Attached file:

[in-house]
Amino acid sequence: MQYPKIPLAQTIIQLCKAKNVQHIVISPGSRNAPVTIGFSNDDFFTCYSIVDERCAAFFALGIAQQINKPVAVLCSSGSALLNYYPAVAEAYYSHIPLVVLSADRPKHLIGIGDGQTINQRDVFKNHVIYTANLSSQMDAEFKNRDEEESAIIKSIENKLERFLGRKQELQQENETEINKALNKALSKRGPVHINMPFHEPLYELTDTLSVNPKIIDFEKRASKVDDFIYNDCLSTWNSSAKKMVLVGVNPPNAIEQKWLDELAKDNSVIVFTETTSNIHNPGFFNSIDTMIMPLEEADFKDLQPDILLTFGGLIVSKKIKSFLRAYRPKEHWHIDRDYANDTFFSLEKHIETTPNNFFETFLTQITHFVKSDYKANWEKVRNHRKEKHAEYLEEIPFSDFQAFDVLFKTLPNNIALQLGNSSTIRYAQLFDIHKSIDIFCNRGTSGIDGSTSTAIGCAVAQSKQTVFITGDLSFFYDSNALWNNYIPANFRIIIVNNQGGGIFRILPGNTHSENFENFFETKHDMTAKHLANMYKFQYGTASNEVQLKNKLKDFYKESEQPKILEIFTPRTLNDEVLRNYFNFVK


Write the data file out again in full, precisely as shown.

[in-house]
Amino acid sequence: MQYPKIPLAQTIIQLCKAKNVQHIVISPGSRNAPVTIGFSNDDFFTCYSIVDERCAAFFALGIAQQINKPVAVLCSSGSALLNYYPAVAEAYYSHIPLVVLSADRPKHLIGIGDGQTINQRDVFKNHVIYTANLSSQMDAEFKNRDEEESAIIKSIENKLERFLGRKQELQQENETEINKALNKALSKRGPVHINMPFHEPLYELTDTLSVNPKIIDFEKRASKVDDFIYNDCLSTWNSSAKKMVLVGVNPPNAIEQKWLDELAKDNSVIVFTETTSNIHNPGFFNSIDTMIMPLEEADFKDLQPDILLTFGGLIVSKKIKSFLRAYRPKEHWHIDRDYANDTFFSLEKHIETTPNNFFETFLTQITHFVKSDYKANWEKVRNHRKEKHAEYLEEIPFSDFQAFDVLFKTLPNNIALQLGNSSTIRYAQLFDIHKSIDIFCNRGTSGIDGSTSTAIGCAVAQSKQTVFITGDLSFFYDSNALWNNYIPANFRIIIVNNQGGGIFRILPGNTHSENFENFFETKHDMTAKHLANMYKFQYGTASNEVQLKNKLKDFYKESEQPKILEIFTPRTLNDEVLRNYFNFVK